Jul 17, 2024

CDWCR members attend workshop on their rights and responsibilities as caregivers in Canada.

June 16, 2024 — [Editor’s note: We are reprinting this profile piece about Fely Villasin, an advocate of caregivers. On June 3, 2024, the federal government announced a policy to grant permanent residence to arriving caregivers. Sadly, Fely Vilasin did not live long enough to see this day.]

Fely Villasin July 1, 2021 — Fely Villasin graduated with a BS Foreign Service degree from the University of the Philippines at age 15 because she was accelerated in elementary and high school. She received a four-year scholarship to study at the Sorbonne in Paris and on her return to Manila worked at the French Embassy in the Philippines before she immigrated to Canada in 1974.

She was one of the early Filipino activists in Toronto advocating for social justice which she started in the Philippines where she was a vocal critic of the Marcos dictatorship. She and her husband Ruben Cusipag had to leave the Philippines to avoid persecution by Marcos supporters. They continued their activism in Toronto against Marcos until the popular uprising called EDSA people revolution with the support of the United States ended the Marcos dictatorship in 1986 and Cory Aquino became president through the strength of People Power.

In Toronto Fely  set up INTERCEDE in 1979 to champion the rights of caregivers and domestic workers.  She organized other Filipino activists to fight for landed immigrant status for caregivers and domestic workers, a fight still to be won.  They advocated full coverage for domestic workers in the Ontario Employment Standards Act and in the Ontario Human Rights Code, the granting of full coverage  for domestic workers under the Workers Compensation  Act and upholding of the right of domestic workers to organize under Ontario’s Labour Relations Act.  As founder and coordinator of INTERCEDE, she devoted herself to the rights of caregivers and domestic workers in Canada, mostly Filipinos, until she succumbed to cancer in 2006 at age 65. She is survived by her daughter Nadine.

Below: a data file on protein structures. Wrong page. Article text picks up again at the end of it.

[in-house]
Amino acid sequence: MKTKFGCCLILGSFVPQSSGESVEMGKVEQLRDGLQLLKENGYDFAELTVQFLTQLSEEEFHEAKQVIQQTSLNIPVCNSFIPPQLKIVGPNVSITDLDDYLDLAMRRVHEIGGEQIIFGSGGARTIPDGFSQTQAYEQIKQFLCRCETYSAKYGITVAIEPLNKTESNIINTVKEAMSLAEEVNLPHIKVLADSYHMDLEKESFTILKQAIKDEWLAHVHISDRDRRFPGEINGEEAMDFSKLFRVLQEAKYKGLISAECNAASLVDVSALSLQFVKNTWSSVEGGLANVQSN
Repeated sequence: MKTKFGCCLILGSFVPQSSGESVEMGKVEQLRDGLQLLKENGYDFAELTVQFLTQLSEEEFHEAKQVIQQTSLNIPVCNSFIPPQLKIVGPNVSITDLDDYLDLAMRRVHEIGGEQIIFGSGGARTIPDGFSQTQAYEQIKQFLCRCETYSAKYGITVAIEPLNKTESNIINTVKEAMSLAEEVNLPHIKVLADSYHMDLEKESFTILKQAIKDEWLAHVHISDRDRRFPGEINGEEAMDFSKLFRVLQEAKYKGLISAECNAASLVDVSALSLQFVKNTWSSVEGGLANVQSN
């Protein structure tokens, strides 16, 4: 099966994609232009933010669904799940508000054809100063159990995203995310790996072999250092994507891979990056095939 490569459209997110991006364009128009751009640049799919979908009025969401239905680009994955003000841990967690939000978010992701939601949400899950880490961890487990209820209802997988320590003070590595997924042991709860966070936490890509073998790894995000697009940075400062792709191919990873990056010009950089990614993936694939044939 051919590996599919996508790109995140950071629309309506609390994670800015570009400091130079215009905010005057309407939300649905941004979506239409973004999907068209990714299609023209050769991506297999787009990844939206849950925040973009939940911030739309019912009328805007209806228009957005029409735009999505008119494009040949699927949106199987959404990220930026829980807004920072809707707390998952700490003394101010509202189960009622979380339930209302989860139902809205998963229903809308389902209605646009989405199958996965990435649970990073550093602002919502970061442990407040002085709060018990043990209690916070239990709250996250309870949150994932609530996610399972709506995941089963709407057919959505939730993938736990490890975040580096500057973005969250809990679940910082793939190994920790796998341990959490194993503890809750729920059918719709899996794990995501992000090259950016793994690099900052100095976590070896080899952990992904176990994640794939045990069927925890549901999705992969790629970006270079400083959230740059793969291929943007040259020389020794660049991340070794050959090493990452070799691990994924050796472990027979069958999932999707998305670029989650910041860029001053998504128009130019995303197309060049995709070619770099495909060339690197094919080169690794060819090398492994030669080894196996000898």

She was also one of the founders of the Kababayan Community Centre, the Kapisanan Philippine Centre and in 1982 the Carlos Bolosan Theatre, the only long-standing professional Filipino Canadian theatre company in Toronto for which she wrote plays and acted for many years as her pastime.


Editor of Canadian Filipino Net
Eleanor R. Laquian has written four best-selling books, and co-authored four others with husband Prod Laquian. She has served in various capacities at the University of British Columbia’s Institute of Asian Research as manager of administration and programs; editor and chair, publications committee; and primary researcher of the Asian Immigration to Canada project. She has a degree in journalism from Maryknoll College in the Philippines, and a master’s degree in public administration from the University of the Philippines. She did postgraduate studies at the School of Public Communications,  Boston University in the U.S.


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